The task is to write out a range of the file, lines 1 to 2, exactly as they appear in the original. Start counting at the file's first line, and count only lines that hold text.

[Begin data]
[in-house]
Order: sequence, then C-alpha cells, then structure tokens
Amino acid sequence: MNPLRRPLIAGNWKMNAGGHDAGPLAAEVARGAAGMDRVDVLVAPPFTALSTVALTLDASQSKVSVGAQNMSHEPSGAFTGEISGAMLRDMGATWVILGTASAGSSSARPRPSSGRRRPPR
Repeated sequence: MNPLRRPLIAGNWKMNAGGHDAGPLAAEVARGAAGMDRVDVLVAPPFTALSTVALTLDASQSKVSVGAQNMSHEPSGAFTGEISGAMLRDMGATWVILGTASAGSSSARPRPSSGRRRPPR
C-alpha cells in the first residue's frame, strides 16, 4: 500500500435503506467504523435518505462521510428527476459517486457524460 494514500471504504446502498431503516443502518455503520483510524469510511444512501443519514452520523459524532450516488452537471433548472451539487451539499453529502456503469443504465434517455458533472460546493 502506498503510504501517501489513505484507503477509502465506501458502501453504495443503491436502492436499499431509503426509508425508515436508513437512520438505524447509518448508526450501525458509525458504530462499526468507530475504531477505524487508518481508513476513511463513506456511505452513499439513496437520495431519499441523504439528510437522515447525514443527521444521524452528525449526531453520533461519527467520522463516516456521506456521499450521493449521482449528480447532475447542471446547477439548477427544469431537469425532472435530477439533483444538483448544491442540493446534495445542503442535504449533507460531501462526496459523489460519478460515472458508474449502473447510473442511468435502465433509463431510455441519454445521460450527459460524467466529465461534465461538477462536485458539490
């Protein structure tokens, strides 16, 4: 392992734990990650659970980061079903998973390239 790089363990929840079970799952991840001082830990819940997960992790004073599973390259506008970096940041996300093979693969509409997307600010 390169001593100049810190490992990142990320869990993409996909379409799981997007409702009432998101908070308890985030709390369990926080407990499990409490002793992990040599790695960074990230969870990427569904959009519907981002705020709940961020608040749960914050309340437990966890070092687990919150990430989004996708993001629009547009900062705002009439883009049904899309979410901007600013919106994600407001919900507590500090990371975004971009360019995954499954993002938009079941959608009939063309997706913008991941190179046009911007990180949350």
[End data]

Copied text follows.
[in-house]
Order: sequence, then C-alpha cells, then structure tokens